Benson is latest NFC North bust

Division teams generally have done woefully when owning top-10 picks in the draft. PackerReport.com's Steve Lawrence reviews the drafts from 1997 to 2007.

Steve Lawrence

steve_lawrence_packers@yahoo.com

Why would any team want to have an early first-round draft choice?

For every Adrian Peterson, there's a Cedric Benson, who the Chicago Bears selected No. 4 overall in the 2005 draft but was released on Monday after another run-in with the law.

There's a reason why the Green Bay Packers have the only Super Bowl championship in the last 21 years by teams from the NFC North. Too often, division teams have blown their first-round picks — especially early first-rounders.

Here is how NFC North teams fared with top-10 picks since the Packers won the Super Bowl following the 1996 season.

2007

Detroit — WR Calvin Johnson, No. 2, C: Has the tools to be a star and turn this grade into an A.

Minnesota — RB Adrian Peterson, No. 7, A: One of the biggest-impact rookies in memory.

2006

Green Bay — LB A.J. Hawk, No. 5, C: Solid, but is solid good enough for a No. 5 pick? Whether it's Hawk or it's the scheme, he simply hasn't been the stud he was at Ohio State.

Detroit — LB Ernie Sims, No. 9. B-minus: Some experts think Sims has been the better draft pick between him and Hawk. He's drawing some comparisons to fellow Florida State product Derrick Brooks.

2005

Chicago — RB Cedric Benson, No. 4. F: Disappointing on the field, but a bigger disappointment off of it. A drunken-driving arrest was the last straw for Bears general manager Jerry Angelo. "Cedric displayed a pattern of behavior we will not tolerate," he said.

Detroit — WR Mike Williams, No. 10: F: Top-10 picks shouldn't be on their third team in three seasons. He caught a combined 15 passes in 2006 and 2007.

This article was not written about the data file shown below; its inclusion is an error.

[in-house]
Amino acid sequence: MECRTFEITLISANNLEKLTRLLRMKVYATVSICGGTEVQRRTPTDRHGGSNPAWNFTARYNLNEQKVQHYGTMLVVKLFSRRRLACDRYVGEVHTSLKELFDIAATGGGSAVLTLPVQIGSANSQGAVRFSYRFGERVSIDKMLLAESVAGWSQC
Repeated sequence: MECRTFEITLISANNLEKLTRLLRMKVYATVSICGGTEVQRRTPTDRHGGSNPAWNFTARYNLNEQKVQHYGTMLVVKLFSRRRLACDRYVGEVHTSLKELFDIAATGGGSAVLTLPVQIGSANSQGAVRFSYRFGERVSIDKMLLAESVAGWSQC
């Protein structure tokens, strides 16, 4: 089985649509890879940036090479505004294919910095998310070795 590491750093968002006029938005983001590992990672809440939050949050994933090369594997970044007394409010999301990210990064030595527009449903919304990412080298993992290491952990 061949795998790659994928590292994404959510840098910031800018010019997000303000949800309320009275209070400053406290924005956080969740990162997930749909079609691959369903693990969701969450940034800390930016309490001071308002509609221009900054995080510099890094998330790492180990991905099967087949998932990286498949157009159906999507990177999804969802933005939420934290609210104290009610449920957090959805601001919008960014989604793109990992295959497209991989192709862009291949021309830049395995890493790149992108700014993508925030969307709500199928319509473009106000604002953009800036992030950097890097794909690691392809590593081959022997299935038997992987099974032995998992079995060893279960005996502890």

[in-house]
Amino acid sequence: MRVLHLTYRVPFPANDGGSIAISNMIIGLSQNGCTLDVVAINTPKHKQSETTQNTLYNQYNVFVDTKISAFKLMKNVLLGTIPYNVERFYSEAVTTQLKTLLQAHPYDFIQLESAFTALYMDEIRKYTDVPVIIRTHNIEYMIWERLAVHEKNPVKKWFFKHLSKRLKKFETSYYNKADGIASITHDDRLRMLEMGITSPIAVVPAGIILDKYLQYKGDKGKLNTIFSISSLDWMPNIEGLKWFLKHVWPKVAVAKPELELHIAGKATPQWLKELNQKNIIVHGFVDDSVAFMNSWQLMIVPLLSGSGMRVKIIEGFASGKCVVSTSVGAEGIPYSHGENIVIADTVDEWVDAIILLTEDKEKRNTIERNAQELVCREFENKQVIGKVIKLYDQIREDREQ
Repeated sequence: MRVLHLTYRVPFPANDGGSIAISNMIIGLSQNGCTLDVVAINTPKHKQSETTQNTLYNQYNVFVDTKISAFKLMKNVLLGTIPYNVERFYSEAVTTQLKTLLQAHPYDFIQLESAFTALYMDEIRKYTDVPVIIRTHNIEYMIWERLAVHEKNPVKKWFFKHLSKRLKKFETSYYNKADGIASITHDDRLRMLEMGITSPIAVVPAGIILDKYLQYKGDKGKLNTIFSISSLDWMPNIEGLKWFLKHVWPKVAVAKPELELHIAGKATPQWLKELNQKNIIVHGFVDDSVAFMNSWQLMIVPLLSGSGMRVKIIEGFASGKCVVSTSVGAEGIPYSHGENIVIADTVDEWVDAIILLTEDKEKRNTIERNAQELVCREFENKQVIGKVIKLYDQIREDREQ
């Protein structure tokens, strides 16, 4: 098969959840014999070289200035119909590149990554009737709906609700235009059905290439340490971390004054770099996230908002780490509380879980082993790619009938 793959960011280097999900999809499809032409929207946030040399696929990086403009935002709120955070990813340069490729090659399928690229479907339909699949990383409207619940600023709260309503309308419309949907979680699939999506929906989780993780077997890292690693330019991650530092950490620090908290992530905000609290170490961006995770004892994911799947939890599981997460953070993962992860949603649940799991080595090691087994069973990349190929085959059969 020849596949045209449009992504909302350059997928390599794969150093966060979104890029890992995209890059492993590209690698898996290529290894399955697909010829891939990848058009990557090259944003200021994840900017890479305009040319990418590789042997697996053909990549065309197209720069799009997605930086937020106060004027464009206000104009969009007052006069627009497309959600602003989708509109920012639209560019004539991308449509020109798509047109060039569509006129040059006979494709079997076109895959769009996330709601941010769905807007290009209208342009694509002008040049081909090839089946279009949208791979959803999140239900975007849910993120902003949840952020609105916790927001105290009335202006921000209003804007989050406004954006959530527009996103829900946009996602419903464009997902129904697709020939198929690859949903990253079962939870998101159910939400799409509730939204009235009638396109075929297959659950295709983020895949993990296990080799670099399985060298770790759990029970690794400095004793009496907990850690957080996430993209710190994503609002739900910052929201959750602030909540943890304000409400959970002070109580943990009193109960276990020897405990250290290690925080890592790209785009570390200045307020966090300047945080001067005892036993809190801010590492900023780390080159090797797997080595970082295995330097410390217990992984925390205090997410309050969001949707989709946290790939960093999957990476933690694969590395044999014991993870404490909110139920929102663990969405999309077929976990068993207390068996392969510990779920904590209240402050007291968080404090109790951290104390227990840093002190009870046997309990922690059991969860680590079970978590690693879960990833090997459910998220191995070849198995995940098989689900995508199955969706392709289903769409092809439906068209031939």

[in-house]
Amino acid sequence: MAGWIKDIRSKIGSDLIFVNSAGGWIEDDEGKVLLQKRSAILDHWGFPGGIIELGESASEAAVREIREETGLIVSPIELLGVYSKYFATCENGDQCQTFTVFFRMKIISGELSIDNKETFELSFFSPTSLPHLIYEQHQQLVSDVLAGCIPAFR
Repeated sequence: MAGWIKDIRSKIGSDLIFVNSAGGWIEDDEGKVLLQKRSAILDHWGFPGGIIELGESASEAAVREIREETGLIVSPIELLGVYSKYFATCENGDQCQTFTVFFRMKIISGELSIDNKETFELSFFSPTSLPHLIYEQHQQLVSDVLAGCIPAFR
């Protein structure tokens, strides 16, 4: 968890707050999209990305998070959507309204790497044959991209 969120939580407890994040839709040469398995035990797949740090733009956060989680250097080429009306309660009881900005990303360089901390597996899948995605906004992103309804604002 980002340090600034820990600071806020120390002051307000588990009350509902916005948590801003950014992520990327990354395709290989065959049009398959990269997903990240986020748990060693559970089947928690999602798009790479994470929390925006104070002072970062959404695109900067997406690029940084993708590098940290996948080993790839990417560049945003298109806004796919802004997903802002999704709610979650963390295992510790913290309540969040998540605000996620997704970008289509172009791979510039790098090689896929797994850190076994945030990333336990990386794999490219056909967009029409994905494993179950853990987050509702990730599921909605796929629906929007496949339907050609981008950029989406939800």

2004

Detroit — WR Roy Williams, No. 7: B. He's averaging 60 catches for 913 yards and seven touchdowns per seasons. But he's too brash for his own good, with only one 1,000-yard season and playing on a miserable team.

2003

Detroit — WR Charles Rogers, No. 2: F. Lasted just three seasons with 36 career receptions.

Minnesota — DT Kevin Williams, No. 9: A. The two-time Pro Bowler is one of the best in the business.

2002

Detroit — QB Joey Harrington, No. 3: F. He's thrown more touchdown passes than interceptions just once in six seasons spread over three teams.

Minnesota — OT Bryant McKinnie, No. 7: B. The mountainous tackle used to get beat day and night by Kabeer Gbaja-Biamila on passing downs.

2001

Chicago — WR David Terrell, No. 8: D-minus. Caught five touchdown passes in five seasons.

Green Bay — DE Jamal Reynolds, No. 10: F. Three sacks in three NFL seasons and never started a game.

2000

Chicago — LB Brian Urlacher, No. 9: A. A six-time Pro Bowler. Enough said.

1999

Detroit — LB Chris Claiborne, No. 9: D. He bounced around with four teams during an eight-year career. Never was closer to being a Pro Bowl-caliber player.

1998

Chicago — RB Curtis Enis, No. 5: F. Career was derailed by a torn ACL that took away the power that made him a star at Penn State. Played just three seasons.

1997

Detroit — CB Bryant Westbrook, No. 5: C-plus. A member of the all-rookie team, his promising career was thwarted when he ruptured an Achilles in 2000. Landed in Green Bay in 2002 and had his career on track when he ruptured another Achilles.

In case you were counting, that's 17 top-10 picks from 1997 to 2007. Two players got A's and six got F's. The Lions had eight top-10 picks in those 11 drafts, and wound up with four busts and one Pro Bowl appearance (Roy Williams) to show for all of those losses.

Steve Lawrence is a frequent contributor to PackerReport.com. E-mail him at steve_lawrence_packers@yahoo.com


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